"Yeah," Red explained. "They say it's to buy new clothes, but it's really just to keep the whole crew from twisting off." (That's oil patch lingo for walking off the job en masse.)

"Aw, this ain't nothin'," added Grody. "You should try doin' this in the middle of winter. Happened to me about three Januarys ago on a well over near Steamboat. Nothin' like frozen oil dripping off your nose all day. Kinda like oil icicles. Now THAT was a rough day."

"This is so disgusting. How can you stand doing this year after year? Why don't you get another job, do something different?" I queried.  

Driller scrunched up his face and almost rolled his eyes at me. "That's what you ain't figured out yet, Kid. It don't matter what you do or how much school you've got, every job's gonna have its share of wet string days.  

"Every now and again, even if you're some hot-shot attorney in a three-piece suit at a fancy law firm in downtown Denver, even then, s*** happens. It don't do no good to try and run from it. You just gotta learn to make the best of it."

"He's right," Grody echoed. "Every job's gonna have its share of wet string days. Take the good with the bad and deal with it."

* * *

"Wet String Days."  

Their words still ring in my ears. I can't say that I appreciated their wisdom that day, but it did stick with me.  

Over the years I've found their words to be true. Even the best of jobs, even the best of lives, have their share of "wet string days," days when the motor blows up, the wheels come off, and everything falls apart.

"Wet String Days."  

I've discovered that it helps to have a name for those kinds of situations. When something's labeled, it's easier to recognize it, talk about it, and find a place for it in the grand scheme of things.  

"Wet String Days."  

I've learned that life is not about avoiding "wet string days," because you can't. Life is about learning to handle them when they happen and not letting them sour you for the majority of days when the pump doesn't get stuck in bottom of the tubing and the pipes aren't full of oil and you don't have to burn all your clothes at the end of the shift.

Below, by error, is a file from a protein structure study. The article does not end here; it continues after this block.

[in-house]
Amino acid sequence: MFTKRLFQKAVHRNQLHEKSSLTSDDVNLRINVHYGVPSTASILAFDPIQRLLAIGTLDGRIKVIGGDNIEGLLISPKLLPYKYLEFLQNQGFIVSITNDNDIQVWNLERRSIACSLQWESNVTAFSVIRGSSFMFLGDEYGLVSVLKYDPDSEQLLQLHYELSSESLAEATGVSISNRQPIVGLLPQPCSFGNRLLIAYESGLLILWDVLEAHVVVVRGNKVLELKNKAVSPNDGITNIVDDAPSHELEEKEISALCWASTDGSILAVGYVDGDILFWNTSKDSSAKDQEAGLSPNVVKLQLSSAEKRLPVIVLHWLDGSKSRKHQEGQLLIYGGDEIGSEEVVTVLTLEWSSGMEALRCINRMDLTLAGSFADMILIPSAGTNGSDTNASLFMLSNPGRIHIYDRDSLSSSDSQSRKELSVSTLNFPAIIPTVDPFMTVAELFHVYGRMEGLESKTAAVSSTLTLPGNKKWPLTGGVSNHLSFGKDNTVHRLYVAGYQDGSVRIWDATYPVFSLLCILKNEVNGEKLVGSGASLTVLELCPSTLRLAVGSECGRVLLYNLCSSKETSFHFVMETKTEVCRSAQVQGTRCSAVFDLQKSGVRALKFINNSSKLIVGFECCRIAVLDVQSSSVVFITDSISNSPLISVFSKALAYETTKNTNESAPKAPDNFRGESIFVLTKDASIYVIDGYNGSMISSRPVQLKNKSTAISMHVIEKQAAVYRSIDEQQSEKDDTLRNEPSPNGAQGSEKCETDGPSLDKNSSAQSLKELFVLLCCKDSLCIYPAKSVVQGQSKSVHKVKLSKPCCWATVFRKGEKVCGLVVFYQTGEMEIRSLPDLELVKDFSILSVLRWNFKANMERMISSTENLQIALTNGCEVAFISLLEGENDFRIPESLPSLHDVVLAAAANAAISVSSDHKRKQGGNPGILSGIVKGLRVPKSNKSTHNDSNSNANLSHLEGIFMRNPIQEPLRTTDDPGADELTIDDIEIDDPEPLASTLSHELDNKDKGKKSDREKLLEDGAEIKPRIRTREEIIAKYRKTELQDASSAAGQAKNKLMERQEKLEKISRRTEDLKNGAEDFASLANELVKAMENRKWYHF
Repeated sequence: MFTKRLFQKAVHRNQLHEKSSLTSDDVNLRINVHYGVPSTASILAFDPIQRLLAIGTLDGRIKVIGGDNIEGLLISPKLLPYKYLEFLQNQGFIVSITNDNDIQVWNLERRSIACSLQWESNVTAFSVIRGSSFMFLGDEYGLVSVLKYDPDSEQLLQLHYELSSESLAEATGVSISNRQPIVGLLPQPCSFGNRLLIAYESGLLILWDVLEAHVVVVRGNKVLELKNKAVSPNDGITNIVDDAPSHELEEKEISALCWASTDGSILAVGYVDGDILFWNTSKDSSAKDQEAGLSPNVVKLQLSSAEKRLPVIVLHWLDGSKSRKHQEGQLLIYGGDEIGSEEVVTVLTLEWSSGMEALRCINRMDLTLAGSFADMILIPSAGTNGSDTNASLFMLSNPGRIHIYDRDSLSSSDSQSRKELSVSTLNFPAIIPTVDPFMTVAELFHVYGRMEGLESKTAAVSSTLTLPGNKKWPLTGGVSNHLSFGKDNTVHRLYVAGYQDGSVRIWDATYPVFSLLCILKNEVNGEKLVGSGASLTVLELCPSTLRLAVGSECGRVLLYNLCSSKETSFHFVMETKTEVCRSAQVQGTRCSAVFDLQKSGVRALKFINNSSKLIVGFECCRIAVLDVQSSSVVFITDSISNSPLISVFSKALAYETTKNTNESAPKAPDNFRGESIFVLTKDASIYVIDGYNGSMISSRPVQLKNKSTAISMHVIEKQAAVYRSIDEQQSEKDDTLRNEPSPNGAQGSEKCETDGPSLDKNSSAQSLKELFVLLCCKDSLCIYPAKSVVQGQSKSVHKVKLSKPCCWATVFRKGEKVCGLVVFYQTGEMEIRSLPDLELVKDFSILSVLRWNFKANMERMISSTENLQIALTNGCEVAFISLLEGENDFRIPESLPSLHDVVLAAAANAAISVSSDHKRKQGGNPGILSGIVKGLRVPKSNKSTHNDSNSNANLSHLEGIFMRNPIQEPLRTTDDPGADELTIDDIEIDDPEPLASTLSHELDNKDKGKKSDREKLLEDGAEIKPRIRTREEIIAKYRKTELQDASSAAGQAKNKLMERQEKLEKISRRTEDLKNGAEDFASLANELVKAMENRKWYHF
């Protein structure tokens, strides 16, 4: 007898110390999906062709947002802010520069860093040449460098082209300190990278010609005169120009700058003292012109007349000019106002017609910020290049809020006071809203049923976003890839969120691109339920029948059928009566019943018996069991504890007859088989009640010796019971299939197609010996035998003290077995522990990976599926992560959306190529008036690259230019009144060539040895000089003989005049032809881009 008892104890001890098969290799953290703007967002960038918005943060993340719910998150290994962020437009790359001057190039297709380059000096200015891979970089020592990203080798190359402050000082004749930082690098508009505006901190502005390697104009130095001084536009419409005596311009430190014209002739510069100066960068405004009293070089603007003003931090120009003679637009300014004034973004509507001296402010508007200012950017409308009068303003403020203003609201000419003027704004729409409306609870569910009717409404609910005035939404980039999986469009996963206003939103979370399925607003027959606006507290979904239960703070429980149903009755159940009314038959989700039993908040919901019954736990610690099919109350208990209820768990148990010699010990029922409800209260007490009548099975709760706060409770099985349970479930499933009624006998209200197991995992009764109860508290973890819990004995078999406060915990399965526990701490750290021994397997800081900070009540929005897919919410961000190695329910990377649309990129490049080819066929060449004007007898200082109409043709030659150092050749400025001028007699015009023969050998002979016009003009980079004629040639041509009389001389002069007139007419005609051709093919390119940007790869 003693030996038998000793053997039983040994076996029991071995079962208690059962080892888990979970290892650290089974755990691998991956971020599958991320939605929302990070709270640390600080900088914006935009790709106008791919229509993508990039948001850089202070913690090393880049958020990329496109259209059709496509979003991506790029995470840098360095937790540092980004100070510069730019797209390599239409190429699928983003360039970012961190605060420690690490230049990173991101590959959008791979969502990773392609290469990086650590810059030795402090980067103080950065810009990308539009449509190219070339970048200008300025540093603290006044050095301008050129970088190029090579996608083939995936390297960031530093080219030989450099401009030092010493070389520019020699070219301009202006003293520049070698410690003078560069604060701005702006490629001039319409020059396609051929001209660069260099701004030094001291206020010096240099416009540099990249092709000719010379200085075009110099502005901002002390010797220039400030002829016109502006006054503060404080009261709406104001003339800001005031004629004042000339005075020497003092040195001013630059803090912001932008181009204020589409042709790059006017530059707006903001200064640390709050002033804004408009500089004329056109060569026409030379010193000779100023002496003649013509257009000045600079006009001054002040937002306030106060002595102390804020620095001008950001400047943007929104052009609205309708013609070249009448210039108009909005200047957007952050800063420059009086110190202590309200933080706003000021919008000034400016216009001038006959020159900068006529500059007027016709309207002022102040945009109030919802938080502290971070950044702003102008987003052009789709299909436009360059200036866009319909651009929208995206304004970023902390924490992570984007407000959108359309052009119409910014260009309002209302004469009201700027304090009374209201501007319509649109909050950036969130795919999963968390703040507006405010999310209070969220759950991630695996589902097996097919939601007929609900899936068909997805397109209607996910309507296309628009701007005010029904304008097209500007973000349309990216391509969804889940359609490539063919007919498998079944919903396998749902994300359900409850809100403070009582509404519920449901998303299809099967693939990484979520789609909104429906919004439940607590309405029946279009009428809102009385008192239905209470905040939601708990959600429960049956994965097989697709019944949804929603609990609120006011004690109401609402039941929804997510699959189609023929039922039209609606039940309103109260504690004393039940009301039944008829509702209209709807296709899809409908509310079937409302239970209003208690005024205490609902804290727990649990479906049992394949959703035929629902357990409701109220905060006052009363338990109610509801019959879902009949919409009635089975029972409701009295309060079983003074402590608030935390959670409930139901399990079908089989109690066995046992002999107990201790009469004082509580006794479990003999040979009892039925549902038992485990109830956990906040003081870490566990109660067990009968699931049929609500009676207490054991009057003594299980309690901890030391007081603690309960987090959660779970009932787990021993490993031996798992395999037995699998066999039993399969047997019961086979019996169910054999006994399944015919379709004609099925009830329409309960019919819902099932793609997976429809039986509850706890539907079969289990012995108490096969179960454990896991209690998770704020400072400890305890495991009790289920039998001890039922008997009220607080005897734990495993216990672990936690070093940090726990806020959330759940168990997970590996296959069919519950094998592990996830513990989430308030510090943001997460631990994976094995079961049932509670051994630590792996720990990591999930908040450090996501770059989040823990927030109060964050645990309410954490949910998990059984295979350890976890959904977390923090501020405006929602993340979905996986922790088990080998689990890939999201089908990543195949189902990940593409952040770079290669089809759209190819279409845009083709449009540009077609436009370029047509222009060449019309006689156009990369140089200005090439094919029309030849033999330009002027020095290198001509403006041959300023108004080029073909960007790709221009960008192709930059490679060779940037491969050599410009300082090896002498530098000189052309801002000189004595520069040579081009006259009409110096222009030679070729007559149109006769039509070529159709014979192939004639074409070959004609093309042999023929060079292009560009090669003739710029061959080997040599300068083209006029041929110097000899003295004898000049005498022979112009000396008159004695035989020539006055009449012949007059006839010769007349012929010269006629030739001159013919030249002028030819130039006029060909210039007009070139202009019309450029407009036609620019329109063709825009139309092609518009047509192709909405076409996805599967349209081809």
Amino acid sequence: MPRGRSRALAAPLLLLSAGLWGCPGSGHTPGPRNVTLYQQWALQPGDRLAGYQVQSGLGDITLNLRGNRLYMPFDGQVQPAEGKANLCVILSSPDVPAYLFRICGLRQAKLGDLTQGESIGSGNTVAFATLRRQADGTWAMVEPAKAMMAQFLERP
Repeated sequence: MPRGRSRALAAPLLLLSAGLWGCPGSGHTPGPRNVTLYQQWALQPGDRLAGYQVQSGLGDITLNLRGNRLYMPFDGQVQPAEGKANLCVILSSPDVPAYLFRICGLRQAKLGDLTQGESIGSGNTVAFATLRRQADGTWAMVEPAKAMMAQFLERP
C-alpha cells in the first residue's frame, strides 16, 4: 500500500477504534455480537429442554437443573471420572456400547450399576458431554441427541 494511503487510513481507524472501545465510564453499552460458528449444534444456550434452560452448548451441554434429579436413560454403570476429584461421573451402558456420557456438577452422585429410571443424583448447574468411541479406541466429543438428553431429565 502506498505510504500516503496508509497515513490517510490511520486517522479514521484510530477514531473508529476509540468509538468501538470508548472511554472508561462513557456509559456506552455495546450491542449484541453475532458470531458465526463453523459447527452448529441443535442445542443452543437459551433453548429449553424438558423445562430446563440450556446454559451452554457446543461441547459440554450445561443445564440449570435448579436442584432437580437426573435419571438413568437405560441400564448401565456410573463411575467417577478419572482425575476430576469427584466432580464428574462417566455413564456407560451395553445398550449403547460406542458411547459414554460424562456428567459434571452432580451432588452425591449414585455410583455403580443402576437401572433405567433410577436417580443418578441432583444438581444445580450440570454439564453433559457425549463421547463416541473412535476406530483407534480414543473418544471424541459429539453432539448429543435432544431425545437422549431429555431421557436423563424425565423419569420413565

It's about finding joy in the journey. It's about learning some amazing lessons from the interesting people you meet along the way. Bless those roughnecks and the lessons they taught me 44 years ago this summer.

Tuesday, July 24, 2018

Wednesday Wisdom: Farnsworth's First Law of Life, Leadership, and Viking Ships

FARNSWORTH'S FIRST LAW OF LIFE, LEADERSHIP, AND VIKING SHIPS:  It's harder to keep the crew rowing if only the captain can see where the ship is going.  

If you don't know where you're headed, you might end up somewhere else.  
Yogi Berra  

The workers in many organizations are like crewmen on a Viking ship.  

They sit with their backs toward their intended destination and have no view of where they're headed. Only quick peeks over their shoulders or orders barked from a superior tell them if they're headed in the right direction. And yet they are expected to keep rowing, hour after hour, day after day.

Not surprisingly, many workers in a Viking-ship organization don't really deliver their best. They have to be prodded and cajoled. They come in late, stretch their breaks, surf the web on company time, and slip out as early as they can. They're there for the money and not much else.

Without a vision of the organization's big picture, many workers are dying a slow death of ignorance and apathy. They don't know where the organization is going and they don't care. They feel they can't change jobs so they end up chained to their oars like galley slaves.  

They row, but they're gritting their teeth the whole time.

This is a serious matter. Viking-ship conditions can be dangerous not only to crew members but also to the organization's success and survival.

The first casualty in a Viking-ship organization is customer service. It's hard to smile when your teeth are gritted. It's hard to go the extra mile when your heart is full of apathy. It's hard to appreciate the lifetime value of customer relationships when you can see only as far as the next payday.

The second casualty in a Viking-ship organization is creativity.  Why imagine a better way when all you can see is where you've been? Why invent when you have no purpose but to survive? Why innovate when it produces no reward for you?  

The third casualty in a Viking-ship organization is high-performance workers. Those with quality skills, self-drive, and strong resumes don't have to put up with such an environment and they find ways to jump ship. As they exit, the morale and productivity of those left behind nosedives.

With the loss of customer service, creativity, and high-performance workers, the Viking-ship organization goes into a death spiral. Like a ghost ship, it may continue to lurch forward for a time, but its long-term fate is sealed.

If you're a business owner or group leader, how can you avoid this Viking-ship phenomenon? Here are three suggestions.